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Preprint in English | medRxiv | ID: ppmedrxiv-22273909


BackgroundMonitoring the emergence and spread of SARS-CoV-2 variants is an important public health objective. Travel restrictions, aimed to prevent viral spread, have major economic consequences and unclear effectiveness despite considerable research. We investigated the introduction and establishment of the Gamma variant in New York City (NYC) in 2021. MethodsWe performed phylogeographic analysis on 15,967 Gamma sequences available on GISAID and sampled between March 10th through May 1st, 2021, to identify geographic sources of Gamma lineages introduced into NYC. We identified locally circulating Gamma transmission clusters and inferred the timing of their establishment in NYC. FindingsWe identified 16 phylogenetically-distinct Gamma clusters established in NYC (cluster sizes ranged 2-108 genomes). Most of the NYC clusters were introduced from Florida and Illinois; only one was introduced from outside the United States (US). By the time the first Gamma case was reported by genomic surveillance in NYC on March 10th, the majority (57%) of circulating Gamma lineages had already been established in the city for at least two weeks. InterpretationDespite the expansion of SARS-CoV-2 genomic surveillance in NYC, there was a substantial gap between Gamma variant introduction and establishment in January/February 2021, and its identification by genomic surveillance in March 2021. Although travel from Brazil to the US was restricted from May 2020 through the end of the study period, this restriction did not prevent Gamma from becoming established in NYC as most introductions occurred from domestic locations.

EuropePMC; 2020.
Preprint in English | EuropePMC | ID: ppcovidwho-307422


The response to the coronavirus disease 2019 (COVID-19) pandemic has been hampered by lack of an effective severe acute respiratory syndrome coronavirus 2 (SARS-CoV-2) antiviral therapy. Here we report the successful use of remdesivir in a patient with COVID-19 and the prototypic genetic antibody deficiency X-linked agammaglobulinaemia (XLA). Despite evidence of complement activation and a robust T cell response, the patient developed persistent SARS-CoV-2 pneumonitis, without progressing to multi-organ involvement. His unusual clinical course identifies a key role for SARS-CoV-2 antibodies in both viral clearance and progression to severe disease. In the absence of these confounders, we took an experimental medicine approach to examine the in vivo utility of remdesivir. Over two independent courses of treatment, we observed a dramatic, temporally correlated clinical and virological response, leading to clinical resolution and viral clearance, with no evidence of acquired drug resistance. We therefore provide unambiguous evidence for the antiviral efficacy of remdesivir in vivo , and its potential benefit in selected patients.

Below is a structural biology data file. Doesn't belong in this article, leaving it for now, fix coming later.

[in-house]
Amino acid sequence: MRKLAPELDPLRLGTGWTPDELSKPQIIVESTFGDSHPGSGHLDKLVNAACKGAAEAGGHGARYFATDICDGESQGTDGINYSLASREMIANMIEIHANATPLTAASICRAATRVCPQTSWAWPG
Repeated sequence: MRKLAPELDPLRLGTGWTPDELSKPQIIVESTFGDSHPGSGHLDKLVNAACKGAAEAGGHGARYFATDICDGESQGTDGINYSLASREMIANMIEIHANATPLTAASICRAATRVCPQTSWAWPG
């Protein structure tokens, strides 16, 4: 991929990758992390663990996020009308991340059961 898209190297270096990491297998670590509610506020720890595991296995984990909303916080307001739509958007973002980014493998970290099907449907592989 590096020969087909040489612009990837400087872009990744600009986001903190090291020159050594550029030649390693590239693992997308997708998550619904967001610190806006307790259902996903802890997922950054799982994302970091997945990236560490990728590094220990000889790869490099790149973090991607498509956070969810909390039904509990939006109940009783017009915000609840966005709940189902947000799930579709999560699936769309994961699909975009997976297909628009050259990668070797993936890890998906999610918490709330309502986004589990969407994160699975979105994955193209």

Preprint in English | bioRxiv | ID: ppbiorxiv-424229


Monitoring the spread of SARS-CoV-2 and reconstructing transmission chains has become a major public health focus for many governments around the world. The modest mutation rate and rapid transmission of SARS-CoV-2 prevents the reconstruction of transmission chains from consensus genome sequences, but within-host genetic diversity could theoretically help identify close contacts. Here we describe the patterns of within-host diversity in 1,181 SARS-CoV-2 samples sequenced to high depth in duplicate. 95% of samples show within-host mutations at detectable allele frequencies. Analyses of the mutational spectra revealed strong strand asymmetries suggestive of damage or RNA editing of the plus strand, rather than replication errors, dominating the accumulation of mutations during the SARS-CoV-2 pandemic. Within and between host diversity show strong purifying selection, particularly against nonsense mutations. Recurrent within-host mutations, many of which coincide with known phylogenetic homoplasies, display a spectrum and patterns of purifying selection more suggestive of mutational hotspots than recombination or convergent evolution. While allele frequencies suggest that most samples result from infection by a single lineage, we identify multiple putative examples of co-infection. Integrating these results into an epidemiological inference framework, we find that while sharing of within-host variants between samples could help the reconstruction of transmission chains, mutational hotspots and rare cases of superinfection can confound these analyses.